«We need to look into the past in order to understand the present and foresee the future»
N.A.Nazarbayev

Northern Qazaqstan is the birthplace of the first domesticated horses

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Northern Qazaqstan is the birthplace of the first domesticated horses
You can see plenty of ancient monuments in Northern Qazaqstan

The first reference to the monuments located in the Region, are found in the Drawing Book of Siberia and its atlas, compiled in 1701 by Semen Remezov, reprinted in 1937 by the Academy of Sciences of the USSR. Interesting information about the ancient monuments and archeology of the Region on a regular basis appeared in reports of the Northern expeditions organized by the Russian Academy of Sciences, one of the tasks of which was “to highlight the history of so far unknown countries”. The accession of Qazaqstan to Russia, its inclusion into the economy of the Russian State led to a broad study of the Region. By that time, Qazaqstan was a poorly researched territory.

There is an information about archaeological monuments of Northern Qazaqstan in numerous articles and works done by geographers, geologists, naturalists, geodesists, topographers. They wrote about ancient mine workings, burial mounds, remains of cities, small settlements, mazars, drawings and inscriptions on stones and etc. (P.Rychkov, P.Pallas, I.Shangin, A.Levshin, A.Geine). They registered the monuments and gave them a general description.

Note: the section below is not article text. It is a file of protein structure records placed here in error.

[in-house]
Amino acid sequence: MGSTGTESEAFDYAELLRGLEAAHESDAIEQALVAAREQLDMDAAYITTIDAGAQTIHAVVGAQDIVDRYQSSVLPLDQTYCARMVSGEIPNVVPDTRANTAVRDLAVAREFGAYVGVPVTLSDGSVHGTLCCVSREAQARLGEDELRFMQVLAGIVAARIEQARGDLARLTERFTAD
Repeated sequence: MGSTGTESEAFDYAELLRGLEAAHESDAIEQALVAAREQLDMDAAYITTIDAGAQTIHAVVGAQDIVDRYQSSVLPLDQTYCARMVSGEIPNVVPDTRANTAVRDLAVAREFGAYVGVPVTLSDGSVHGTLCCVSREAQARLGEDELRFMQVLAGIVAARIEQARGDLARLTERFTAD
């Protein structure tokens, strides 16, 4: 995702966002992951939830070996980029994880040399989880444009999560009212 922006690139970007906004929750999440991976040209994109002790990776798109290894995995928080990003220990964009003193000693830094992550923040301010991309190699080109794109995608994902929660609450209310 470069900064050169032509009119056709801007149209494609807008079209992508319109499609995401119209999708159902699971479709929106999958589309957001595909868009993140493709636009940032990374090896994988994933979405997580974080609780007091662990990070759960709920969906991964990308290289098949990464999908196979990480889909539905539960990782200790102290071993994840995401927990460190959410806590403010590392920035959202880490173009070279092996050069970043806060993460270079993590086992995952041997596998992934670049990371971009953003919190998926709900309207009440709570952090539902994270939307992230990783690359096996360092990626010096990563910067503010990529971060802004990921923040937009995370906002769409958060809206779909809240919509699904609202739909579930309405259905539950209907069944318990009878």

“Botay” archaeological site

In 1980, the “Botay” archaeological monument was discovered by a North-Qazaqstan archaeologist, Doctor of Historical Sciences Viktor Zeibert. The “Botay” eneolithic settlement changed opinion of modern scientists about the development of the ancient world. The archaeologists were very surprised by the findings of the excavations. About 250 dwellings were found on the site. The archaeologists have recreated the process of building of ancient dwellings. Later, in the north of Qazaqstan, several more similar settlements were discovered, they were situated 100 to 150 kilometers away from each other (it is an optimum distance for safely feeding horses in herds).  

All above-mentioned give a ground to talk about the Botay culture and the Botayan people, who lived in the era of the transition from Stone Age to the Bronze Age, when there was a shift from a society focused more on the matriarchal family to a true patriarchy family. They made a real revolution at that time being the first who rode a horse.

“Botay” archaeological site, Photo: Botay.kz

The well-known scientific journal “Science” published an article devoted to the “Botay” archaeological monument. It was written by a group of archaeologists, led by British scientists from Exeter and Bristol universities, who conducted the research works. According to their conclusion, on Botay, horses were domesticated as far back as the fourth millennium BC. It is about one thousand years earlier than thought and two thousand years earlier than domestic horses appeared in Europe. The conclusion was confirmed by the result of the analysis of scrapings from the shards of clay vessels found on the Botay, where traces of kumys were found. It is absolutely obvious, if a mare is milked, it means that it is no longer wild.

Archaeologists believe that about 10 percent of horses were domesticated at that time, but free herds were controlled by humans. This is how the technology of horse breeding in the steppes, which has survived to modern times, was born.

The “Ak-Iri” settlement

The “Ak-Iri” settlement is located near the village “Dolmatova” of the North Qazaqstan Region. It was discovered by scientists back in 1968, but for many years there was no chance to make systematic research or excavations. Stationary excavations started here only in 2003. The findings of the excavations surprised scientists.

The “Ak-Iri” settlement, Photo: culturemap.kz